Meeting Challenges

The Annual General Meeting (“AGM”) for a condominium corporation is a very important event. In some cases, it is the only time in the year when the owners gather to conduct the affairs of the condominium. The role of the AGM Chair in conducting the meeting, and going through the business of the meeting, cannot be understated! Furthermore, as far as elections and voting is concerned, certain key principles must be kept in mind.

A recent case of the Ontario Superior Court (YCC No. 42 v. Gosal) has provided confirmation or guidance in relation to the role of the AGM Chair, and certain key principles governing elections at AGMs:  

  1. The Chair’s role is concluded when the meeting is complete.  Any subsequent challenge to the meeting process is a matter for the Courts.
  2. Any concern which an owner may have about a proxy (including validity of a proxy) or voting rights at a meeting of owners should be expressed promptly, and normally at the meeting in question.
  3. An election should only be set aside if the voting results can be shown, on a balance of probabilities, to be inaccurate. An allegation or possibility of a problem is not sufficient to set aside an election.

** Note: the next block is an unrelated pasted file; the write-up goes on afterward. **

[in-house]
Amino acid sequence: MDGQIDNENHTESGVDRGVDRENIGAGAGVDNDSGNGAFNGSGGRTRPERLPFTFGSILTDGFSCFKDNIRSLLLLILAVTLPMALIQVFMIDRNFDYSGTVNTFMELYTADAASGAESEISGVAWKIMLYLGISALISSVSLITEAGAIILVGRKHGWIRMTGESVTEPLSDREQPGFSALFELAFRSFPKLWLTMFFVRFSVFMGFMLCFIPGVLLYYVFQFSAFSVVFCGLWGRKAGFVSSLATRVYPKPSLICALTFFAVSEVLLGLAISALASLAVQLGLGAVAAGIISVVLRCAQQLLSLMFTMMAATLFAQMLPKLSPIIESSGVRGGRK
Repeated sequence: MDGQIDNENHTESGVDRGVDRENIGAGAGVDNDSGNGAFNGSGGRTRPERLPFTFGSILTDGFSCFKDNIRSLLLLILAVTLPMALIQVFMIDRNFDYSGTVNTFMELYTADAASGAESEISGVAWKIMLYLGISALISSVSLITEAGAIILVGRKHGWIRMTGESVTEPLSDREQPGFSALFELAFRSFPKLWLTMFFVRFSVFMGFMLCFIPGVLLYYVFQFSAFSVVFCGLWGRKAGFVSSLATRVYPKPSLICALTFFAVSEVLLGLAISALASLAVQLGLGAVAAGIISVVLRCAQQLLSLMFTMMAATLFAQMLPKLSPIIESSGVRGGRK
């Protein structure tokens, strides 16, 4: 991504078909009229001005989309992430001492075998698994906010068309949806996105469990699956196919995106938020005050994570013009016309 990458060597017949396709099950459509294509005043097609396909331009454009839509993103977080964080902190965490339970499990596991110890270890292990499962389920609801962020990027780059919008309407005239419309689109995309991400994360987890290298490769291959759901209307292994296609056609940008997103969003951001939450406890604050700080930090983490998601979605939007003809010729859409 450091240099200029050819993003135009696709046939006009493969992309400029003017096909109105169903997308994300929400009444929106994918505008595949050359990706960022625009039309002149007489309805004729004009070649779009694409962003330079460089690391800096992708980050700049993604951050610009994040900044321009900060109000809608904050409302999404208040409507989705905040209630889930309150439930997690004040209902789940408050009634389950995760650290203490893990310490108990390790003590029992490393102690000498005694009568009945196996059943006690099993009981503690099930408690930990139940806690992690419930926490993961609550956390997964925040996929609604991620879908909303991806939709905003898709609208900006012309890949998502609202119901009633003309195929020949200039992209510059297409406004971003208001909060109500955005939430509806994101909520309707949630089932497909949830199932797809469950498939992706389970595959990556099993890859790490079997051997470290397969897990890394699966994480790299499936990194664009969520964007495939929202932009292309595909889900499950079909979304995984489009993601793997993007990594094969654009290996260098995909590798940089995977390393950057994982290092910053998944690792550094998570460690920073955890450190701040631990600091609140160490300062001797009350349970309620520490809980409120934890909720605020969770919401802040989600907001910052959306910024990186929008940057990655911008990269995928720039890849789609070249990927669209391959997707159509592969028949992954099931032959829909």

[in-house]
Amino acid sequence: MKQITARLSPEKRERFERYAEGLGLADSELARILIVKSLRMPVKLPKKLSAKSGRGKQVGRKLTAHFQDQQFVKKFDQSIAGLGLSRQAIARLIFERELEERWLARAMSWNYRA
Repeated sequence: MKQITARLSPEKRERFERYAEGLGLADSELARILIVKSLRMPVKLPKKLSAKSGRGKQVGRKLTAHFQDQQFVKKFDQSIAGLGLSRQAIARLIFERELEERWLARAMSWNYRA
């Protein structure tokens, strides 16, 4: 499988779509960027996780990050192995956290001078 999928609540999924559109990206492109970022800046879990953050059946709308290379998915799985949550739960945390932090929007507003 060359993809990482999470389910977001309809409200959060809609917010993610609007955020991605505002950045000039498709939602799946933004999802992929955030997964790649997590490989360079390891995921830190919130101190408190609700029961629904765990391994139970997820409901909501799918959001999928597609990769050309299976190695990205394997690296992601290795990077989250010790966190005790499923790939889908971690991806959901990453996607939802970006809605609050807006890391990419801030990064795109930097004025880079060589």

4. The votes, or proxies, in question which are challenged must be shown to have a material impact on the election results, in order for a challenge to be successful.

Week Four Question: The Great Eastern Ontario Condo Quiz – 2014 Edition

Have a question about a condo owner with a noisy pet? Want to know how to remove a director from your condo board? Thinking about buying a condo? Enter to win a one hour conversation on a condo law question of your choice with one of Nelligan O'Brien Payne’s Condo lawyers!*

*For full contest rules, including a description of the prize, please click here.

It's not too late! Don't miss your chance to take part in The Great Eastern Ontario Condo Quiz – this is the final week! Take part in The Great Eastern Ontario Condo Quiz – 2014 Edition! The winner will be drawn randomly and announced in a blog post on October 30, 2014. For more details on the contest, including how to enter, please click here.